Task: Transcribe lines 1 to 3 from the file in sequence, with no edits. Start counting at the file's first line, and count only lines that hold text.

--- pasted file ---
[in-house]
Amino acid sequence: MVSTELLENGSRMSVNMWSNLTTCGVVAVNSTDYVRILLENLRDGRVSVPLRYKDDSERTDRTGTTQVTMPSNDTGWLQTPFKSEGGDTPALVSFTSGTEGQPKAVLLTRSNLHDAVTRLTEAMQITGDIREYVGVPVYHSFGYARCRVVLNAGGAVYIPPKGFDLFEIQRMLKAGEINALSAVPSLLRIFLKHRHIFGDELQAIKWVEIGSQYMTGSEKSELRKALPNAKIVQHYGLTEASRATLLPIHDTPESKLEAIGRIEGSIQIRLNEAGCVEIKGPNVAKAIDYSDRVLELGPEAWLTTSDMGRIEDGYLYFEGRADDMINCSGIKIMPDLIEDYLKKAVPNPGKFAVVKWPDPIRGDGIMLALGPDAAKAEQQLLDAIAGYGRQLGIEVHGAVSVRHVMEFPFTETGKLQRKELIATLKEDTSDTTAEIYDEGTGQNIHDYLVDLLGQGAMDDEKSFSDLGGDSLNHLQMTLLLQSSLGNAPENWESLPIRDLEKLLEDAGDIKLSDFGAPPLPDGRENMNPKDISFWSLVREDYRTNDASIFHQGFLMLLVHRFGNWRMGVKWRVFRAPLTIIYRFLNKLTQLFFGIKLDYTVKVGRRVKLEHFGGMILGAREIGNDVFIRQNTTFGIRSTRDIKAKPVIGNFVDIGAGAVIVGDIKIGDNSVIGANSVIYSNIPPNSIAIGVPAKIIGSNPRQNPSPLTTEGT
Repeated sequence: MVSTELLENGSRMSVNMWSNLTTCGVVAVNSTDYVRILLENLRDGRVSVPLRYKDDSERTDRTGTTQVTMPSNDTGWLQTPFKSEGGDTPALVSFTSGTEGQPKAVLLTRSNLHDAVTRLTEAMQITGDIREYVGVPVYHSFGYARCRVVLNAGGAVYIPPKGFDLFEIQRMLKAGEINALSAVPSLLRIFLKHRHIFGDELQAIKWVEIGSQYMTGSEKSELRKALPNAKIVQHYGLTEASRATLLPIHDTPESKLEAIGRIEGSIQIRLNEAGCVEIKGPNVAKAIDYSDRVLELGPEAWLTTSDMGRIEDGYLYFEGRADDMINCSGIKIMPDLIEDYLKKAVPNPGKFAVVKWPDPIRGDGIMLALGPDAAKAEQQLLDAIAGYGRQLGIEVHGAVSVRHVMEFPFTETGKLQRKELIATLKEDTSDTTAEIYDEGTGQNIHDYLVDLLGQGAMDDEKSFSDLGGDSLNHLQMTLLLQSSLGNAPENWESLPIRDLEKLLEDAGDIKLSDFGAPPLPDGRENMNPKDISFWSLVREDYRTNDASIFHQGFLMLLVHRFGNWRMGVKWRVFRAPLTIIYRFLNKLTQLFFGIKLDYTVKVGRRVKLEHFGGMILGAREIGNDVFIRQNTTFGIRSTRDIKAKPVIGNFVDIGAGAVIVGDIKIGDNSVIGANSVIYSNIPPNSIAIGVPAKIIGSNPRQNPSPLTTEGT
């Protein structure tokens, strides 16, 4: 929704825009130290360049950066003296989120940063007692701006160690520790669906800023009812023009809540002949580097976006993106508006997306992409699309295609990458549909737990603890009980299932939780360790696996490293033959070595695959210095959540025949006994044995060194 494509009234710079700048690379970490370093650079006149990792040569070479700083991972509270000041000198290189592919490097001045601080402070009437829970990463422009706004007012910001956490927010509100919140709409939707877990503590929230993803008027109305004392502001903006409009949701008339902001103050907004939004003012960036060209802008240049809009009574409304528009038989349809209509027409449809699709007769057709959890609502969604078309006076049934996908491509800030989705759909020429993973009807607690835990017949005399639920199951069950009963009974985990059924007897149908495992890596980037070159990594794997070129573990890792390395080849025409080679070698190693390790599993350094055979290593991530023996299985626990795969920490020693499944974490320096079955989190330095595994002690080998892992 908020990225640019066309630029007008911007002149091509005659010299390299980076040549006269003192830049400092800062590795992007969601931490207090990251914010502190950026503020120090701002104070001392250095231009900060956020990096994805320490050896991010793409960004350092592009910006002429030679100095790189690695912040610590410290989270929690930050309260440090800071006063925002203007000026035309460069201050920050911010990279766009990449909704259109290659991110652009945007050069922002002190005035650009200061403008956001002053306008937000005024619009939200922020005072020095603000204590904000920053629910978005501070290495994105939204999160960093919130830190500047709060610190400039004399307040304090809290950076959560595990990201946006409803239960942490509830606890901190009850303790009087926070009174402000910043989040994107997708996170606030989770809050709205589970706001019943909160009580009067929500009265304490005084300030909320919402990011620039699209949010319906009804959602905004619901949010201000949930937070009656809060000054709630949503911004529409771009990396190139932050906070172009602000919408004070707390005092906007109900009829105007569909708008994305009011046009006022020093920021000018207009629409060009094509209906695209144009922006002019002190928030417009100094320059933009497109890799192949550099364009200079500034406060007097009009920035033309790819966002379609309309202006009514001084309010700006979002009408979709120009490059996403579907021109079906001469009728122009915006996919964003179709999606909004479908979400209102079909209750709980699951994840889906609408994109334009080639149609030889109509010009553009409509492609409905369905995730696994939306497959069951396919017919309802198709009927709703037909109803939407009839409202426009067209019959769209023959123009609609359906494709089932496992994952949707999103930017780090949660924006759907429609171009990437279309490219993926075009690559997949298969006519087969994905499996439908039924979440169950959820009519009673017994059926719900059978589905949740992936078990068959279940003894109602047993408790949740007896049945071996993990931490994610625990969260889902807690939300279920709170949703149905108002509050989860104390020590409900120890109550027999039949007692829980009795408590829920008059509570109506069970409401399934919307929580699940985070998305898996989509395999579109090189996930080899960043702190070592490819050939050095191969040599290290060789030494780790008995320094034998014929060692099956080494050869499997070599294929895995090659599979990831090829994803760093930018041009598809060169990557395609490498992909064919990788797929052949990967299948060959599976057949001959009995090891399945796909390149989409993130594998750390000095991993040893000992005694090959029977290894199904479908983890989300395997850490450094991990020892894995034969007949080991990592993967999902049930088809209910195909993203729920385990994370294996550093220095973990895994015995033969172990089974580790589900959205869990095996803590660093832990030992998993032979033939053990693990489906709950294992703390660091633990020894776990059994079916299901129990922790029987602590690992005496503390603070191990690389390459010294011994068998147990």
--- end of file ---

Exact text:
[in-house]
Amino acid sequence: MVSTELLENGSRMSVNMWSNLTTCGVVAVNSTDYVRILLENLRDGRVSVPLRYKDDSERTDRTGTTQVTMPSNDTGWLQTPFKSEGGDTPALVSFTSGTEGQPKAVLLTRSNLHDAVTRLTEAMQITGDIREYVGVPVYHSFGYARCRVVLNAGGAVYIPPKGFDLFEIQRMLKAGEINALSAVPSLLRIFLKHRHIFGDELQAIKWVEIGSQYMTGSEKSELRKALPNAKIVQHYGLTEASRATLLPIHDTPESKLEAIGRIEGSIQIRLNEAGCVEIKGPNVAKAIDYSDRVLELGPEAWLTTSDMGRIEDGYLYFEGRADDMINCSGIKIMPDLIEDYLKKAVPNPGKFAVVKWPDPIRGDGIMLALGPDAAKAEQQLLDAIAGYGRQLGIEVHGAVSVRHVMEFPFTETGKLQRKELIATLKEDTSDTTAEIYDEGTGQNIHDYLVDLLGQGAMDDEKSFSDLGGDSLNHLQMTLLLQSSLGNAPENWESLPIRDLEKLLEDAGDIKLSDFGAPPLPDGRENMNPKDISFWSLVREDYRTNDASIFHQGFLMLLVHRFGNWRMGVKWRVFRAPLTIIYRFLNKLTQLFFGIKLDYTVKVGRRVKLEHFGGMILGAREIGNDVFIRQNTTFGIRSTRDIKAKPVIGNFVDIGAGAVIVGDIKIGDNSVIGANSVIYSNIPPNSIAIGVPAKIIGSNPRQNPSPLTTEGT
Repeated sequence: MVSTELLENGSRMSVNMWSNLTTCGVVAVNSTDYVRILLENLRDGRVSVPLRYKDDSERTDRTGTTQVTMPSNDTGWLQTPFKSEGGDTPALVSFTSGTEGQPKAVLLTRSNLHDAVTRLTEAMQITGDIREYVGVPVYHSFGYARCRVVLNAGGAVYIPPKGFDLFEIQRMLKAGEINALSAVPSLLRIFLKHRHIFGDELQAIKWVEIGSQYMTGSEKSELRKALPNAKIVQHYGLTEASRATLLPIHDTPESKLEAIGRIEGSIQIRLNEAGCVEIKGPNVAKAIDYSDRVLELGPEAWLTTSDMGRIEDGYLYFEGRADDMINCSGIKIMPDLIEDYLKKAVPNPGKFAVVKWPDPIRGDGIMLALGPDAAKAEQQLLDAIAGYGRQLGIEVHGAVSVRHVMEFPFTETGKLQRKELIATLKEDTSDTTAEIYDEGTGQNIHDYLVDLLGQGAMDDEKSFSDLGGDSLNHLQMTLLLQSSLGNAPENWESLPIRDLEKLLEDAGDIKLSDFGAPPLPDGRENMNPKDISFWSLVREDYRTNDASIFHQGFLMLLVHRFGNWRMGVKWRVFRAPLTIIYRFLNKLTQLFFGIKLDYTVKVGRRVKLEHFGGMILGAREIGNDVFIRQNTTFGIRSTRDIKAKPVIGNFVDIGAGAVIVGDIKIGDNSVIGANSVIYSNIPPNSIAIGVPAKIIGSNPRQNPSPLTTEGT